LOUISVILLE, Ky. (CN) - A University of Louisville student says the value of her future degree has been hurt by a book claiming that the Cardinals men's basketball team was connected to prostitution.
Kyle Hornback's class action lawsuit says that Katina Powell's book "Breaking Cardinal Rules" has damaged degrees from the school and graduates' job prospects by detailing an alleged prostitution ring used for current and prospective Louisville basketball players.
Powell, 42, has been plastered all over national media echoing the accusations in her book, claiming that she provided illegal escort services and hosted multiple "stripper parties" in exchange for $10,000 over four years.
Powell claimed on ABC's talk show "The View" that her daughters Lindsay and Rod-Ni and other escorts were paid to have sex with the basketball players.
She has also claimed publicly that she wrote the book for money, but only after the NCAA, college sports' governing body, refused to hear her claims of activities that she says took place on Louisville's campus.
According to news reports, the NCAA is investigating Powell's allegations but investigations may be hampered as Powell's alleged Louisville contact, former basketball operations director Andre McGee, resigned from an assistant coaching position with the University of Missouri - Kansas City.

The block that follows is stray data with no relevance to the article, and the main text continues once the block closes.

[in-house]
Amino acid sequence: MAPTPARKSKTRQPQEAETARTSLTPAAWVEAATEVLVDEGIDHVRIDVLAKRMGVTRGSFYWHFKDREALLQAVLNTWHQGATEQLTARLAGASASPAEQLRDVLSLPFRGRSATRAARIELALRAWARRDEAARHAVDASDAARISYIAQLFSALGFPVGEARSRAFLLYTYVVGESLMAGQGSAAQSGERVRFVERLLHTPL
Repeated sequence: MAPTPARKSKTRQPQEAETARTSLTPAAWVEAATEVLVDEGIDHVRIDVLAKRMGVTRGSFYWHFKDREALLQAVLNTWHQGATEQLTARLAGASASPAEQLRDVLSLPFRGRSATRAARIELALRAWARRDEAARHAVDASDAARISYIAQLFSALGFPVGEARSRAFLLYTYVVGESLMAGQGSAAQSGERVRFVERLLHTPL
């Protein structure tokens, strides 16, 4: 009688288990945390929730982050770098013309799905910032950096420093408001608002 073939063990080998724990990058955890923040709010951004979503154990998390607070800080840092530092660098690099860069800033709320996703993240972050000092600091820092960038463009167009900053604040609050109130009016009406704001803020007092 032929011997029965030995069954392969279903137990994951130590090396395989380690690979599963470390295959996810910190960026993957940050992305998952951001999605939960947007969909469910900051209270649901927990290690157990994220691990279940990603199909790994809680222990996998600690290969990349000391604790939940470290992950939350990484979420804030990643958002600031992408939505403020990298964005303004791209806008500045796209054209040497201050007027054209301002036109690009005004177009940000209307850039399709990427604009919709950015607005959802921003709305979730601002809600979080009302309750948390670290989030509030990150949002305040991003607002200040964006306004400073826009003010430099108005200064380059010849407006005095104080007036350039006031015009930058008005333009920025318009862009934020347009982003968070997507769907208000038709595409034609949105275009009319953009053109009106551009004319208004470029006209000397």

McGee, who is not a party to the class action lawsuit, is a key figure in the scandal because he allegedly hired Powell and paid her and the escorts for the parties.
Louisville men's basketball head coach Rick Pitino has denied knowledge of any such activities. He urged McGee to come forward in an interview with ESPN and Yahoo! Sports.
"There's only one person who knows the truth, and he needs to come out and tell the truth to his teammates, to the University of Louisville, to his fans and to his coaches that have taught him to do the right thing for years and allowed him to be part of something special here," Pitino said.
Powell's lawyer, Larry Wilder of Jeffersonville, Ind., says Powell's crimes of prostitution, while illegal, cannot be prosecuted because of Kentucky's one-year statute of limitations. However, the crime of promoting prostitution has no statute of limitation, Wilder said.
According to a WDRB report, Hornback believes that the book "will haunt the reputation of the school, tarnish her degree and damage her ability to get a job."
"I'm not going to get the money from the book. This has nothing to do with money at all. My intention is solely to prevent a criminal from profiting off of their crimes," Hornback told WDRB.
Hornback and the prospective class are represented by Nader Shunnarah in Louisville.
The lawsuit, filed Thursday in Jefferson County, Ky., seeks to freeze book profits for Powell and IBJ Book Publishing, her Indianapolis-based publisher. It also seeks compensatory and punitive damages.
The proposed class is limited to students currently enrolled at the University of Louisville.
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